Posts Tagged 'family'

What Happens in Tennessee

I’ve been on vacation this week, visiting my folks in Tennessee. I love visiting my folks – I always come home with a southern accent, and using words like “folks.” I have terrific pictures I can’t wait to post – from our trip to Rock City, from a hike in the mountains, from Peter’s first birthday cake – but first I want you to meet my kid sister, Ashley, and my baby brother, John:


This is Ashley, my gorgeous sister. She’s a graphic designer from Atlanta and she’s looking for a job – anyone want to hire her? She’s terrific!

And here’s my baby brother, John, who just finished his junior year of high school this week:


John is 11 years younger than me. I used to change this kid’s diapers. I haven’t quite gotten him to change any of my kids’ diapers yet, although it seems like it would be only fair.

By the way, have you heard of a neti pot? You use it to pour saline into your nose. It flushes through your sinus and comes out the other nostril. For kicks, we tried out my dad’s neti pot. And, y’know, took pictures.

There’s not that much to do for fun around here. Well, okay, there is. But this seemed like a good idea at the time.


Have you ever poured anything through your nostrils? It’s kind of a trip.


I love a man who isn’t afraid to pour saline through his nasal passages.

And actually, the neti pot thing was rather nice, once you got over the part about pouring saltwater through your nose. In fact, my allergies, which had been bothering me ever since we crossed the Mason-Dixon line (things are actually growing down here, not like back home on the tundra), were much better once I flushed all the pollen out of my sinuses.

Just look how happy John is with his squeaky-clean nasal passages!


We’ll be traveling for the next few days, but next week I hope to post some of the highlights of our trip, almost none of which will involve nostrils of any sort. It’s been a great week, y’all.


Something old, nothing new

My adorably-pregnant sister-in-law teaches high school, and because she was to chaperone at prom this weekend we went to the mall to find her some shoes, which is how we found ourselves in the prom shoe aisle at Payless surrounded by a bunch of seventeen-year-old girls. It was an odd feeling, not unlike the time I had to climb into the McDonald’s playland to rescue a treed Noah and all the other preschoolers stared at me in wide-eyed awe and revulsion – “A grownup,” they all murmured. (In my head they’re all saying this in unison, like the squeaky-toy aliens from Toy Story.) “There’s a grownup in the playplace!” This same feeling translated seamlessly into prom-shoe-shopping – we were clearly out of place as Emily tried on Dyeables with her cutely pregnant belly and I watched from behind Peter’s stroller, and we left feeling acutely aware that we’re not seventeen anymore.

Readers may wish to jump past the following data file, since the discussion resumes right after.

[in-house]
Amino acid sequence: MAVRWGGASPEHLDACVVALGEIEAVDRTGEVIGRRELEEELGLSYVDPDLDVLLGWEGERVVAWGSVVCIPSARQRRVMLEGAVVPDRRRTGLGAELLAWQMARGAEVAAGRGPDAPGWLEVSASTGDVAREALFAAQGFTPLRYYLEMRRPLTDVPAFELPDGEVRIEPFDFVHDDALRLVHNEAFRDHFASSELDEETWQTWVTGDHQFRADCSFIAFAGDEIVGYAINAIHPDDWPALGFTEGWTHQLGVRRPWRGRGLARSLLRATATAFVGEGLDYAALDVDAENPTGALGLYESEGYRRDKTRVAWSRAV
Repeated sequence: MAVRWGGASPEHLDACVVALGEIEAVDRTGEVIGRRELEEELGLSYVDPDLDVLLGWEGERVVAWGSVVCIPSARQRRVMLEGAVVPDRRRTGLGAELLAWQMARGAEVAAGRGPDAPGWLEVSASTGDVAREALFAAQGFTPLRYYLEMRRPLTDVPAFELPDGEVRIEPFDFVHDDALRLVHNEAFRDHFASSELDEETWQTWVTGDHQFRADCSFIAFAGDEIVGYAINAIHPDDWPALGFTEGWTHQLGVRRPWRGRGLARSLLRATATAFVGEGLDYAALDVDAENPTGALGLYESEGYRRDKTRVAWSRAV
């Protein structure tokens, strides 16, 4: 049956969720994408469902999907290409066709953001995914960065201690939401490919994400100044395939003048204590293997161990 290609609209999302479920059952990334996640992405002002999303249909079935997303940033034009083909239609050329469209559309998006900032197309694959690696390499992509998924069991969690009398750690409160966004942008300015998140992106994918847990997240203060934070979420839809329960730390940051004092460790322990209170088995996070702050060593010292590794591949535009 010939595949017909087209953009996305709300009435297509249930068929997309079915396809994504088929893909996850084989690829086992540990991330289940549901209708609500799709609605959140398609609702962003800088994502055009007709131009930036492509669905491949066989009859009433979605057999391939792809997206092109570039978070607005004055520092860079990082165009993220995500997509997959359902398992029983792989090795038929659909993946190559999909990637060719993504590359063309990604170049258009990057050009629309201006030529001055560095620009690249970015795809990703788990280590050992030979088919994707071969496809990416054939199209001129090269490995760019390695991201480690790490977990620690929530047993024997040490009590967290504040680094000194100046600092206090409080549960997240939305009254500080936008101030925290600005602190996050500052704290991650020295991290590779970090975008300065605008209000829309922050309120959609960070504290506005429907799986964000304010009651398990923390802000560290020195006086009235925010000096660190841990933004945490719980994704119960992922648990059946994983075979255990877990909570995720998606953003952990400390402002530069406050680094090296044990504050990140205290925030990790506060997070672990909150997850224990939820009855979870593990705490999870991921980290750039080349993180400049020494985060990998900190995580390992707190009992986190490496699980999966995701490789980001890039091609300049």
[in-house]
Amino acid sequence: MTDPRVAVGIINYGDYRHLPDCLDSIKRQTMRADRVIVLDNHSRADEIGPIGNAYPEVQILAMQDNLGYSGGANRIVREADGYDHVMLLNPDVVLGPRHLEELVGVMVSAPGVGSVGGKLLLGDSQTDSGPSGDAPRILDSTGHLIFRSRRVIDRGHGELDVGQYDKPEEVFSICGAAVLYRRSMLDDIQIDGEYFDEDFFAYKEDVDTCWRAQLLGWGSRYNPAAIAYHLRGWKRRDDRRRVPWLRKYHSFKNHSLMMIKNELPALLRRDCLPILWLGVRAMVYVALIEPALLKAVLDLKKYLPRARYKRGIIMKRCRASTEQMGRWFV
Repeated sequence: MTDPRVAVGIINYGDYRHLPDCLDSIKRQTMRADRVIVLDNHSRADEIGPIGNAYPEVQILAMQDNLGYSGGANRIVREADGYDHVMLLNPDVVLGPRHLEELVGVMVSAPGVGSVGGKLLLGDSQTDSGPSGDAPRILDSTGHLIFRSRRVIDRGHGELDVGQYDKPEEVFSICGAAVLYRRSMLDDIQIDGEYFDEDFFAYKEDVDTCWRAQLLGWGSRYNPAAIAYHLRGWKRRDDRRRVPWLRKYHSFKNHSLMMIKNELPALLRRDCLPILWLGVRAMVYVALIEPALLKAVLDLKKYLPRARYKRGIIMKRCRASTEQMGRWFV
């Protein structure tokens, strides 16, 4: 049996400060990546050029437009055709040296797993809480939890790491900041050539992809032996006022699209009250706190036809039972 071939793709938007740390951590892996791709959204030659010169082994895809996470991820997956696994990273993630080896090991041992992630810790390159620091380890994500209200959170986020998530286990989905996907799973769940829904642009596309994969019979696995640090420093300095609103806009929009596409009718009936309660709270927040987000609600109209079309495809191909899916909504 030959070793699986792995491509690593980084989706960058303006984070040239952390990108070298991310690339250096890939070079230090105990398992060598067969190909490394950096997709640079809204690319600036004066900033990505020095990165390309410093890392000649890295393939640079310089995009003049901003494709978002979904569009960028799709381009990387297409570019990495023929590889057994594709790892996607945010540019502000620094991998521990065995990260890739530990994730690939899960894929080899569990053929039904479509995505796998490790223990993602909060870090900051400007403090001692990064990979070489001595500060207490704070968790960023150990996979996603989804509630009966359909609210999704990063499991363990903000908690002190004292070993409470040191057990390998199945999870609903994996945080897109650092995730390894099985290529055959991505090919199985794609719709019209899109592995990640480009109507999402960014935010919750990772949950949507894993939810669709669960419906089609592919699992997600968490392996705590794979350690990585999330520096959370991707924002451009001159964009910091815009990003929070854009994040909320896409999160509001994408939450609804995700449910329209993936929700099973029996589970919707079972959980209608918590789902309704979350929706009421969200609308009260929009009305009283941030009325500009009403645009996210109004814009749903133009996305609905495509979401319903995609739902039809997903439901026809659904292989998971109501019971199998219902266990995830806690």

We struck out on shoes – heels that seemed to be a reasonable height for dancing when we were seventeen now loom threateningly when paired with a second-trimester bulge – so we wandered into Claire’s. If shoe-shopping amongst high-school students was awkward, accessories-shopping with preadolescents was surreal. “It’s like stepping back into 1988,” Emily breathed as she fingered a piano-keyboard-print belt.

“Are these earrings…Lisa Frank?” I asked, eying a display of butterfly jewelry.

The teenager behind the counter was chipper. “Yeah, isn’t this stuff, like, sooo cute?” she enthused. “It’s all so retro and stuff!”

“Retro,” I said. “The eighties aren’t retro, they’re tragic. They were woefully ill-advised the first time – bringing them back would just be foolish, and –”

“They have jelly shoes!” Emily called from the back of the store.

“The thing is,” I whispered to Emily as we examined rainbow hair clips and neon plastic bangles, “if all the twelve-year-olds are sincerely wearing leg warmers and side ponytails, that means we can’t wear them ironically anymore. Every time New Kids on the Block gets back together or they try to remake 90210, that’s one more thing we can’t be smug about having survived. If the teenyboppers have –”

“Hey, did you see we have slap bracelets?” called the teenybopper at the counter.

Emily’s and my heads swiveled toward her in unison. “You DO?”

“Those things used to be banned from my elementary school,” I reminisced.

“I used to buy them from the quarter machine at the grocery store,” reflected Emily.

“These are just $3.50!” gushed the teenybopper.

“Just think,” said Emily, “if I’d saved all those slap bracelets I bought when I was 8, I could be selling them now at a 1400% markup.”

“The past doesn’t belong to us; we simply market it to our children,” I said. Then we clutched our walkers and shuffled off to catch the early bird special at the Golden Corral.


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